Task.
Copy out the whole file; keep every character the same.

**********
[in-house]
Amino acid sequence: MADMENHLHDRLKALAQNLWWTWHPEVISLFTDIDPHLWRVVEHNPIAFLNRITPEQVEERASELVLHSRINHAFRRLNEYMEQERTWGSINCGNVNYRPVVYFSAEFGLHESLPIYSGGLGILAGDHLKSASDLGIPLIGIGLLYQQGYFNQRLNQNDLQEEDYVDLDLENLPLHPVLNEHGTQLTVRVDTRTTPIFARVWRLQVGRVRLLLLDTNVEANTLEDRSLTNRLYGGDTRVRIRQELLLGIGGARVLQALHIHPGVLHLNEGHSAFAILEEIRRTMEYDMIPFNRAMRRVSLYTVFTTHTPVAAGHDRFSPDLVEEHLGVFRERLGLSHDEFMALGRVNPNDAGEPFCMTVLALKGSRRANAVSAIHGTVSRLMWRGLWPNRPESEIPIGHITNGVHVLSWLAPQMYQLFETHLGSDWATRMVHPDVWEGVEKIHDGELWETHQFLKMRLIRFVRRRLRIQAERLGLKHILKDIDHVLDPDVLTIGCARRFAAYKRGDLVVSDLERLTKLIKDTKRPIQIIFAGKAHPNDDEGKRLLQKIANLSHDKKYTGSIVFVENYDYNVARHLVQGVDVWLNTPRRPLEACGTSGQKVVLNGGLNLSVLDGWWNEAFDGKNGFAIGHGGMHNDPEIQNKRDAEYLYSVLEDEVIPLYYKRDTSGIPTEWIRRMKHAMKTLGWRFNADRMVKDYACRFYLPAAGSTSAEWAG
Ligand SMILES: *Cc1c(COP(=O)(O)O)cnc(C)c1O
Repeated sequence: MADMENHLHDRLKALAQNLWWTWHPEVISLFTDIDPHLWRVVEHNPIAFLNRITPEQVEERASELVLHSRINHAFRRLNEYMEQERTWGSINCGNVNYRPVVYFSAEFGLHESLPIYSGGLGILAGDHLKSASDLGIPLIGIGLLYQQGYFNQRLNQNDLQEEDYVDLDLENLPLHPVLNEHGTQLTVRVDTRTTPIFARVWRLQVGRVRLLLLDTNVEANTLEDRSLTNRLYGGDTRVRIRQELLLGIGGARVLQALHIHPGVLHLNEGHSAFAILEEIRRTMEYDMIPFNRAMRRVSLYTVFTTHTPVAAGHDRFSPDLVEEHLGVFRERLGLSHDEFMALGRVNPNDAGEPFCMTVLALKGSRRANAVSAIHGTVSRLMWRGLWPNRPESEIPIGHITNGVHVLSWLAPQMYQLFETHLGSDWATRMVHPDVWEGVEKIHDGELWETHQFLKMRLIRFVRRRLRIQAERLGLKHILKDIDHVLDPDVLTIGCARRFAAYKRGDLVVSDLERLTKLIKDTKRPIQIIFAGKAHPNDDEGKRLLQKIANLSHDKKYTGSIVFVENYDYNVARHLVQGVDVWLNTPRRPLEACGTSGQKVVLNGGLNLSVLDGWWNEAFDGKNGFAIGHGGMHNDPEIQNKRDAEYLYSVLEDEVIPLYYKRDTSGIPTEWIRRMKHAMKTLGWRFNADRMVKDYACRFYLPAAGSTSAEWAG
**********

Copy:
[in-house]
Amino acid sequence: MADMENHLHDRLKALAQNLWWTWHPEVISLFTDIDPHLWRVVEHNPIAFLNRITPEQVEERASELVLHSRINHAFRRLNEYMEQERTWGSINCGNVNYRPVVYFSAEFGLHESLPIYSGGLGILAGDHLKSASDLGIPLIGIGLLYQQGYFNQRLNQNDLQEEDYVDLDLENLPLHPVLNEHGTQLTVRVDTRTTPIFARVWRLQVGRVRLLLLDTNVEANTLEDRSLTNRLYGGDTRVRIRQELLLGIGGARVLQALHIHPGVLHLNEGHSAFAILEEIRRTMEYDMIPFNRAMRRVSLYTVFTTHTPVAAGHDRFSPDLVEEHLGVFRERLGLSHDEFMALGRVNPNDAGEPFCMTVLALKGSRRANAVSAIHGTVSRLMWRGLWPNRPESEIPIGHITNGVHVLSWLAPQMYQLFETHLGSDWATRMVHPDVWEGVEKIHDGELWETHQFLKMRLIRFVRRRLRIQAERLGLKHILKDIDHVLDPDVLTIGCARRFAAYKRGDLVVSDLERLTKLIKDTKRPIQIIFAGKAHPNDDEGKRLLQKIANLSHDKKYTGSIVFVENYDYNVARHLVQGVDVWLNTPRRPLEACGTSGQKVVLNGGLNLSVLDGWWNEAFDGKNGFAIGHGGMHNDPEIQNKRDAEYLYSVLEDEVIPLYYKRDTSGIPTEWIRRMKHAMKTLGWRFNADRMVKDYACRFYLPAAGSTSAEWAG
Ligand SMILES: *Cc1c(COP(=O)(O)O)cnc(C)c1O
Repeated sequence: MADMENHLHDRLKALAQNLWWTWHPEVISLFTDIDPHLWRVVEHNPIAFLNRITPEQVEERASELVLHSRINHAFRRLNEYMEQERTWGSINCGNVNYRPVVYFSAEFGLHESLPIYSGGLGILAGDHLKSASDLGIPLIGIGLLYQQGYFNQRLNQNDLQEEDYVDLDLENLPLHPVLNEHGTQLTVRVDTRTTPIFARVWRLQVGRVRLLLLDTNVEANTLEDRSLTNRLYGGDTRVRIRQELLLGIGGARVLQALHIHPGVLHLNEGHSAFAILEEIRRTMEYDMIPFNRAMRRVSLYTVFTTHTPVAAGHDRFSPDLVEEHLGVFRERLGLSHDEFMALGRVNPNDAGEPFCMTVLALKGSRRANAVSAIHGTVSRLMWRGLWPNRPESEIPIGHITNGVHVLSWLAPQMYQLFETHLGSDWATRMVHPDVWEGVEKIHDGELWETHQFLKMRLIRFVRRRLRIQAERLGLKHILKDIDHVLDPDVLTIGCARRFAAYKRGDLVVSDLERLTKLIKDTKRPIQIIFAGKAHPNDDEGKRLLQKIANLSHDKKYTGSIVFVENYDYNVARHLVQGVDVWLNTPRRPLEACGTSGQKVVLNGGLNLSVLDGWWNEAFDGKNGFAIGHGGMHNDPEIQNKRDAEYLYSVLEDEVIPLYYKRDTSGIPTEWIRRMKHAMKTLGWRFNADRMVKDYACRFYLPAAGSTSAEWAG